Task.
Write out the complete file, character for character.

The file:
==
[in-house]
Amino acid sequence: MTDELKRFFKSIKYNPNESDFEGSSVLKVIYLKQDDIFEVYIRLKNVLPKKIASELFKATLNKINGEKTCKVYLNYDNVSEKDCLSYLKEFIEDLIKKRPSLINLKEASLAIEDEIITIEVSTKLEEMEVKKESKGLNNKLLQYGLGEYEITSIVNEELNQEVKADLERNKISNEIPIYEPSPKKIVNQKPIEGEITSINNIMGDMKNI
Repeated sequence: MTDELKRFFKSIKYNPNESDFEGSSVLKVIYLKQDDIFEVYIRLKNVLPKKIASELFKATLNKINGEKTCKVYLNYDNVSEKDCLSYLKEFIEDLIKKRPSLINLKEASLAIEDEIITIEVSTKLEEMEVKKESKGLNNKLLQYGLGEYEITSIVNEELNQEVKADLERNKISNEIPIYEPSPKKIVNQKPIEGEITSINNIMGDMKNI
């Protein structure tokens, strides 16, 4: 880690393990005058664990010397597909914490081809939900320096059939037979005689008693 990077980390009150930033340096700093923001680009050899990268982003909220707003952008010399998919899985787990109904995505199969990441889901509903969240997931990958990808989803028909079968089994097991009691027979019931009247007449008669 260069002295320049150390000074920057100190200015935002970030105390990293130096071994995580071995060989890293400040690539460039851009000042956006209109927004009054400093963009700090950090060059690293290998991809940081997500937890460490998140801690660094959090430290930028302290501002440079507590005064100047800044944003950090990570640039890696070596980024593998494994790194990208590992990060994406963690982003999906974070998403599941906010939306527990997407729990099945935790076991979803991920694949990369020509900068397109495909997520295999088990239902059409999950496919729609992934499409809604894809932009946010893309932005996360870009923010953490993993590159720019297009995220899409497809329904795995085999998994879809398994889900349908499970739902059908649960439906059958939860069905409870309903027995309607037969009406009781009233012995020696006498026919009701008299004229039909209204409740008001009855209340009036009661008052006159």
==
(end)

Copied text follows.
[in-house]
Amino acid sequence: MTDELKRFFKSIKYNPNESDFEGSSVLKVIYLKQDDIFEVYIRLKNVLPKKIASELFKATLNKINGEKTCKVYLNYDNVSEKDCLSYLKEFIEDLIKKRPSLINLKEASLAIEDEIITIEVSTKLEEMEVKKESKGLNNKLLQYGLGEYEITSIVNEELNQEVKADLERNKISNEIPIYEPSPKKIVNQKPIEGEITSINNIMGDMKNI
Repeated sequence: MTDELKRFFKSIKYNPNESDFEGSSVLKVIYLKQDDIFEVYIRLKNVLPKKIASELFKATLNKINGEKTCKVYLNYDNVSEKDCLSYLKEFIEDLIKKRPSLINLKEASLAIEDEIITIEVSTKLEEMEVKKESKGLNNKLLQYGLGEYEITSIVNEELNQEVKADLERNKISNEIPIYEPSPKKIVNQKPIEGEITSINNIMGDMKNI
């Protein structure tokens, strides 16, 4: 880690393990005058664990010397597909914490081809939900320096059939037979005689008693 990077980390009150930033340096700093923001680009050899990268982003909220707003952008010399998919899985787990109904995505199969990441889901509903969240997931990958990808989803028909079968089994097991009691027979019931009247007449008669 260069002295320049150390000074920057100190200015935002970030105390990293130096071994995580071995060989890293400040690539460039851009000042956006209109927004009054400093963009700090950090060059690293290998991809940081997500937890460490998140801690660094959090430290930028302290501002440079507590005064100047800044944003950090990570640039890696070596980024593998494994790194990208590992990060994406963690982003999906974070998403599941906010939306527990997407729990099945935790076991979803991920694949990369020509900068397109495909997520295999088990239902059409999950496919729609992934499409809604894809932009946010893309932005996360870009923010953490993993590159720019297009995220899409497809329904795995085999998994879809398994889900349908499970739902059908649960439906059958939860069905409870309903027995309607037969009406009781009233012995020696006498026919009701008299004229039909209204409740008001009855209340009036009661008052006159």